1. Alex gave a brief summary of the book: it’s a Mrs Dalloway moment stretched to 200 pages, although Aaron thought it isn’t as poetic.

2. Characters:

a. Ming: Raj didn’t like the character because of the detached style of narration, as if it was a record of impersonal events, although Alex and Yusa countered that, as Ice Queens themselves, they could identify with the distance of trying to detach from the narration. Timmy detested Ming because she’s pedantic and narrow-minded but Yusa claimed that these traits might stem from her insecurity and immaturity. Aaron agreed with Timmy, citing that Ming’s listing of the books she read is a showoffish behavior although Alex and Yusa said that it is her way of finding experience in books.

The question of the night is whether Ming is lesbian. Raj claimed it doesn’t matter. Timmy said no or she’s confused. Alex and Yusa stated she may be bisexual. Aaron noted that her desire for men is only by their attributes, attributes that society deems worthy in a man (broad-shouldered, successful, intelligent, etc) but she has true emotional attachments to women – so she’s likely to be lesbian. Yusa continued the train of thought by saying that perhaps she is inhibited by the conservative society, which impedes her progress of her sexuality, especially when she’s timid and idealist.

Alex brought up the point that she isn’t interested in both sexes, except for Miao Yan; Ming is perhaps attracted to ONE person alone. Aaron was entirely against this idea of essentialism; it is romanticizing and ideological and anti-feminism, and as if we were always the same person across time and space. This riled Yusa up, because he believes in essence.

b. Miao Yan: Although many members obviously had issues with their own parents, Aaron thought that Miao Yan’s Oedipal hangup in a fiction is outdated. We questioned why Miao Yan and Ming are friends at all. At first, we said that it is because Miao Yan intends to make use of Ming but Aaron questioned this in a roundabout argument which the writer of this piece has forgotten what the argument is, concluding that Miao Yan is simple-minded. Their friendship, Raj brought up, is based on non-judgement. We also asked if Miao Yan knows Ming is in love with her. Raj claimed that Miao Yan likes the attention and is stringing Ming along. Yusa says such acts are cruel but happen in daily life.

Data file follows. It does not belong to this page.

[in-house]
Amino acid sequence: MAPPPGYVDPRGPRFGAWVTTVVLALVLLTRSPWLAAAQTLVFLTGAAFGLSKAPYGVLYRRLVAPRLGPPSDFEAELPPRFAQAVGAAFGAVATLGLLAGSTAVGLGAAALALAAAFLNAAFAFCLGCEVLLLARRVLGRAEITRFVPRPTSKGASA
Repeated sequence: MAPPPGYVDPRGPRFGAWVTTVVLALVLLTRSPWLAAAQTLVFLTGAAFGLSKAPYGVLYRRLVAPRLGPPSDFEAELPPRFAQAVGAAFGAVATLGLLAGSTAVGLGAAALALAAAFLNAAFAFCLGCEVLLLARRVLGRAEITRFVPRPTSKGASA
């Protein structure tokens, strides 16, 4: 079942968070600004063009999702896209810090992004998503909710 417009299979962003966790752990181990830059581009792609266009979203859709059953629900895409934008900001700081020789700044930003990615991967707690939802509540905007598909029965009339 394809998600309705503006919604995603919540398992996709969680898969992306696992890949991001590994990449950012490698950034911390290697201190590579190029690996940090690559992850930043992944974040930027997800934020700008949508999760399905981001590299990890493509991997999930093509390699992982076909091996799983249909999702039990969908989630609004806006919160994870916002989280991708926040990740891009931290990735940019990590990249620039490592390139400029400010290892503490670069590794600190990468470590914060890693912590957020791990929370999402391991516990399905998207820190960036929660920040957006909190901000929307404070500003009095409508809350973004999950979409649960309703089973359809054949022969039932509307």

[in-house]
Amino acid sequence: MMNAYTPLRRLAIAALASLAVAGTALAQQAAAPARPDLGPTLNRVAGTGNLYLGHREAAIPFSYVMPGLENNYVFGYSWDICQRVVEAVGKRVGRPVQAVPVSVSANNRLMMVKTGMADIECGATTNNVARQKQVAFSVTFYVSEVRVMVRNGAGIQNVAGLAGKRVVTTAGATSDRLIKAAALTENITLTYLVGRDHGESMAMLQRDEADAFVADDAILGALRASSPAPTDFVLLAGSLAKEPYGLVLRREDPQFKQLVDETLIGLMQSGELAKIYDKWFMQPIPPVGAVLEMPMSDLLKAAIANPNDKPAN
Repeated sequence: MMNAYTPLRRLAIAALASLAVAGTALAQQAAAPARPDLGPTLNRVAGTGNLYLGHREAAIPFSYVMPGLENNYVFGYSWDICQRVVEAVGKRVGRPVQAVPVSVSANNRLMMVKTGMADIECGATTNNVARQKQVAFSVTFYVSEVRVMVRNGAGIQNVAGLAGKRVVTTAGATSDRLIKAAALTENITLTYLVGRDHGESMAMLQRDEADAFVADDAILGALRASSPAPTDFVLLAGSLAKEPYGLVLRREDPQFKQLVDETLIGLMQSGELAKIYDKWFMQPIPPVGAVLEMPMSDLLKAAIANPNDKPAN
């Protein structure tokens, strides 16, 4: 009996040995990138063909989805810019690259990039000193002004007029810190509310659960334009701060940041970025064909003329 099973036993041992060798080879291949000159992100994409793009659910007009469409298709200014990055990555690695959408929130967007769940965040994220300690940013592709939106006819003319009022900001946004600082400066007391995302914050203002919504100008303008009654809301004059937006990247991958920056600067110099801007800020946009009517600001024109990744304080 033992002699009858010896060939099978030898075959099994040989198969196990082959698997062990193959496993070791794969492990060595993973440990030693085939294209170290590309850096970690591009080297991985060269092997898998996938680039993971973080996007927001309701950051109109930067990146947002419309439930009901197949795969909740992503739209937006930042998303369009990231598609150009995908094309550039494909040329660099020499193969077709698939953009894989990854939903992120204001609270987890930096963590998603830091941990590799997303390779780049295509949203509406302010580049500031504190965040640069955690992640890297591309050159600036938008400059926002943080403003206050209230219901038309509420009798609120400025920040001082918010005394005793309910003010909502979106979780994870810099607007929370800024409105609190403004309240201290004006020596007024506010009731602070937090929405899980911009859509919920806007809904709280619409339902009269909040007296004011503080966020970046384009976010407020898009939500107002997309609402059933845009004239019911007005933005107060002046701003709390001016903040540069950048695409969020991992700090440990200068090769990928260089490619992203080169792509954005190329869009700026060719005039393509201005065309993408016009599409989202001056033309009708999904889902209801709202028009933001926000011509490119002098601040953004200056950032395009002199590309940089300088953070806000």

c. We found Donghua, the masturbator, who is forever knitting very comical. Knitting needles as phallic symbol? we joked.

3. Themes:

a. Power/Men: We suggested that Miao Yan’s way of gaining power is to relinquish power. Aaron joked, “Just like a bottom.”

b. Why titled “Feb Flowers”? Timmy joked, “Because of the alliterative F.” Yusa emo-ed for a moment: “However beautiful the flowers, they are still cold. The lone traveller [something something something which leads to] perfection is death.” How tragic.

c. Space: Raj said, “It’s so crowded in China!” Aaron was interested in the migration narrative but we couldn’t think of anything to say.

4. Scene Analysis:

Many of us were most interested in the masturbating hunk scene, except Aaron who had bad encounters with a few Chinese who don’t shower. (Aaron is such a slut.) On the other hand, Alex was turned on by the stench of armpits. Remember, boys, if you’re dating Alex, don’t shower.

Raj noted this scene is about power, about Ming using her power. Yusa, however, said that Ming may be craving for experience, mistakenly thinking that once she has sex, she becomes a woman. Timmy reminded us that Ming and Miao Yan are doubles; Ming wants to be Miao Yan and Miao Yan could have been Ming. Yusa astutely pointed out that instead of extreme opposites, the two characters mingle into each other, and one has the possibility of becoming the other at any moment.

We went down to DYMK and it was a full moon night, so we talked about sex.